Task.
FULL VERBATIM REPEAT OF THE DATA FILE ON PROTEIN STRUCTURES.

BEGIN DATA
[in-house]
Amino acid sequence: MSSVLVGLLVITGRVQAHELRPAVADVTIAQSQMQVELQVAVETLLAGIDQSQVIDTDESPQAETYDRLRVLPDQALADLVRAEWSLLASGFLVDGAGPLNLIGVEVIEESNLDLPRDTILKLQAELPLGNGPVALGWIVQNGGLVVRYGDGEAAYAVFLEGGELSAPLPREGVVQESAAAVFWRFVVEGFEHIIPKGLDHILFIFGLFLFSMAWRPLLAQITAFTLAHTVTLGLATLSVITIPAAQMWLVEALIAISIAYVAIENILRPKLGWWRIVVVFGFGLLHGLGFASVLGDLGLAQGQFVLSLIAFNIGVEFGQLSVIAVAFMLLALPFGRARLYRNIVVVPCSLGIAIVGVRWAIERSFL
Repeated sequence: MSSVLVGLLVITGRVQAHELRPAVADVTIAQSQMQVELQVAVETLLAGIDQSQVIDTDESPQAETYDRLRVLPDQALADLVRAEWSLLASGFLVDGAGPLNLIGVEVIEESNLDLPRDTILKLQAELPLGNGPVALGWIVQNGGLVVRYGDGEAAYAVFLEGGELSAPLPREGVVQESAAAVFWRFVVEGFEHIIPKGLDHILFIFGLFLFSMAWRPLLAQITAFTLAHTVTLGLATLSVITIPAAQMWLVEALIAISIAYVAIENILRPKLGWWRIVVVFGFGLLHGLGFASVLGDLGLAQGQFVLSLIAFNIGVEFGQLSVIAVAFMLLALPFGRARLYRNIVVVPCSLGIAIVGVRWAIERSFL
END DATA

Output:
[in-house]
Amino acid sequence: MSSVLVGLLVITGRVQAHELRPAVADVTIAQSQMQVELQVAVETLLAGIDQSQVIDTDESPQAETYDRLRVLPDQALADLVRAEWSLLASGFLVDGAGPLNLIGVEVIEESNLDLPRDTILKLQAELPLGNGPVALGWIVQNGGLVVRYGDGEAAYAVFLEGGELSAPLPREGVVQESAAAVFWRFVVEGFEHIIPKGLDHILFIFGLFLFSMAWRPLLAQITAFTLAHTVTLGLATLSVITIPAAQMWLVEALIAISIAYVAIENILRPKLGWWRIVVVFGFGLLHGLGFASVLGDLGLAQGQFVLSLIAFNIGVEFGQLSVIAVAFMLLALPFGRARLYRNIVVVPCSLGIAIVGVRWAIERSFL
Repeated sequence: MSSVLVGLLVITGRVQAHELRPAVADVTIAQSQMQVELQVAVETLLAGIDQSQVIDTDESPQAETYDRLRVLPDQALADLVRAEWSLLASGFLVDGAGPLNLIGVEVIEESNLDLPRDTILKLQAELPLGNGPVALGWIVQNGGLVVRYGDGEAAYAVFLEGGELSAPLPREGVVQESAAAVFWRFVVEGFEHIIPKGLDHILFIFGLFLFSMAWRPLLAQITAFTLAHTVTLGLATLSVITIPAAQMWLVEALIAISIAYVAIENILRPKLGWWRIVVVFGFGLLHGLGFASVLGDLGLAQGQFVLSLIAFNIGVEFGQLSVIAVAFMLLALPFGRARLYRNIVVVPCSLGIAIVGVRWAIERSFL